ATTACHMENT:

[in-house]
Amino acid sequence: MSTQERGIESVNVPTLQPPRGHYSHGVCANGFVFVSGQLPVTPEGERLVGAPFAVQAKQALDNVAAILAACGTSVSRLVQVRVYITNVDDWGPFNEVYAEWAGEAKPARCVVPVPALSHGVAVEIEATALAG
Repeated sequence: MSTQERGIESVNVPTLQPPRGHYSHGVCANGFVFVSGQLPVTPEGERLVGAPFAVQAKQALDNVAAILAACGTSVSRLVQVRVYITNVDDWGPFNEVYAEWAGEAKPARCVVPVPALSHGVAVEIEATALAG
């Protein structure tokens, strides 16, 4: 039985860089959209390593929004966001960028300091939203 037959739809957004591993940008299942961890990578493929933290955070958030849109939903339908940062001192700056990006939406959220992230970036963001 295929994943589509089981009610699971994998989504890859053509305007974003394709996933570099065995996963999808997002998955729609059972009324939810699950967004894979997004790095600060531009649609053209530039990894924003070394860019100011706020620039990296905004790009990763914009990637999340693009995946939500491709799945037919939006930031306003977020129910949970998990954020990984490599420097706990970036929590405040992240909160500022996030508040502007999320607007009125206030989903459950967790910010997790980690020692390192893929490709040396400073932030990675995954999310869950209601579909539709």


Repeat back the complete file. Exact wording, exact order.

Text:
[in-house]
Amino acid sequence: MSTQERGIESVNVPTLQPPRGHYSHGVCANGFVFVSGQLPVTPEGERLVGAPFAVQAKQALDNVAAILAACGTSVSRLVQVRVYITNVDDWGPFNEVYAEWAGEAKPARCVVPVPALSHGVAVEIEATALAG
Repeated sequence: MSTQERGIESVNVPTLQPPRGHYSHGVCANGFVFVSGQLPVTPEGERLVGAPFAVQAKQALDNVAAILAACGTSVSRLVQVRVYITNVDDWGPFNEVYAEWAGEAKPARCVVPVPALSHGVAVEIEATALAG
């Protein structure tokens, strides 16, 4: 039985860089959209390593929004966001960028300091939203 037959739809957004591993940008299942961890990578493929933290955070958030849109939903339908940062001192700056990006939406959220992230970036963001 295929994943589509089981009610699971994998989504890859053509305007974003394709996933570099065995996963999808997002998955729609059972009324939810699950967004894979997004790095600060531009649609053209530039990894924003070394860019100011706020620039990296905004790009990763914009990637999340693009995946939500491709799945037919939006930031306003977020129910949970998990954020990984490599420097706990970036929590405040992240909160500022996030508040502007999320607007009125206030989903459950967790910010997790980690020692390192893929490709040396400073932030990675995954999310869950209601579909539709």